So saith Wikipedia.
'Tell me what you read, and I'll tell you who you are,' is true enough, but I'd know you better if you told me what you reread.So saith Mauriac.
It got me thinking. What do I reread?
It's not that long a list, really.
Elizabeth Goudge is at the top. She wrote a trilogy of books about the (fictional, technically, but very alive to me) Eliot family, and one stand-alone novel called The Scent of Water. Anyone who would read those four books would know a lot about me.
Both she and Madeleine L'Engle wrote about the effects of the Great Wars of the twentieth century on the ordinary, regular folk, who live with their families, and speak to their neighbors, and try to figure out what anything means. I love the work of these two women authors, and I reread them frequently. L'Engle's adult novel, A Severed Wasp, is my favorite. I agree with Melissa Howard. This book is "a novel about humans, through the lens of art, psychology, spirituality; and as lived by one of L'Engle's most fascinating characters." But I don't agree with Howard's recommendation of it being best read by readers in the midlife age group. I read it as a teenager, and it changed who I became.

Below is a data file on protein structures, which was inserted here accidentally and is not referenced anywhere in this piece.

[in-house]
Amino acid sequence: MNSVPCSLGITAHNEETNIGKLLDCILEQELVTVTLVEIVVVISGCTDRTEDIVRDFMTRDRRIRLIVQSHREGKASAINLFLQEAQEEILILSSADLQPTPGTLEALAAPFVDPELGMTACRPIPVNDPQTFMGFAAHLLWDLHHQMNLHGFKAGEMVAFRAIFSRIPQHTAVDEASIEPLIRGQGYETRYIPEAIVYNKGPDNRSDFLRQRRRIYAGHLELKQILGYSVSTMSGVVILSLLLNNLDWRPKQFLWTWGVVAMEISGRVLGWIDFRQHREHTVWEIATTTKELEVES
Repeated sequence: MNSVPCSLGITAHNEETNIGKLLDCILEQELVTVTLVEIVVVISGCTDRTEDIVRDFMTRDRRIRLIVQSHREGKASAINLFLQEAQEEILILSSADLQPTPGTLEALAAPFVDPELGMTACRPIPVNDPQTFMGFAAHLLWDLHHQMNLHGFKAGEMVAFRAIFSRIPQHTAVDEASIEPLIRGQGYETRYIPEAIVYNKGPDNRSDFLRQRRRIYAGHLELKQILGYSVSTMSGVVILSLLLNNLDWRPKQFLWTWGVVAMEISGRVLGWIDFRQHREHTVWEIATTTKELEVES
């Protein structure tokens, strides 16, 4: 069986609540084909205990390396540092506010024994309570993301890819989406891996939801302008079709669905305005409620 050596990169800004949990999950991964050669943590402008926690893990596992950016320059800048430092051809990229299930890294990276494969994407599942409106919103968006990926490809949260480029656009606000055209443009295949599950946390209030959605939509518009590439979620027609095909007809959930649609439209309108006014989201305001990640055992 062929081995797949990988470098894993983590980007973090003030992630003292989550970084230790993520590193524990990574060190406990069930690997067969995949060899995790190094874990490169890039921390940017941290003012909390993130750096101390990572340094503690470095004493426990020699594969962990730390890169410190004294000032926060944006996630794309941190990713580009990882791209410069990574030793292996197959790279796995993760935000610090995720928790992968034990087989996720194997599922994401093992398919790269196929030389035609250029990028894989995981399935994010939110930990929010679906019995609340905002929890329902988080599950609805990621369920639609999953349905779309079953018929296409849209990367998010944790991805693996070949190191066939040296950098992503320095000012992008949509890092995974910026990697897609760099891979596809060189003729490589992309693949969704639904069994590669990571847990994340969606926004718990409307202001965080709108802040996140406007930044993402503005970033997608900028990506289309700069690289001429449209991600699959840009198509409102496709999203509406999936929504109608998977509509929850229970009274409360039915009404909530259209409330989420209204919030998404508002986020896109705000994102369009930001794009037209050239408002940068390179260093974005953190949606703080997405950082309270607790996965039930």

But I reread Pat Conroy's Beach Music every few years. And the works of C. S. Lewis, and Dorothy Sayers, in both their fiction and non-fiction writing. I think all of these authors knew the beauty of language, and their story-telling art is profoundly effective because of its beauty. This goes, too, for Graham Greene's Wind in the Willows, and the children's books of E. Nesbit and L.M. Montgomery. So ... I guess what I reread is tales of human courage, and the effects of human love in the world, and the beautiful language that sings to me over and over that "there's some good in the world, and it's worth fighting for" - even if I can't make myself reread Tolkein.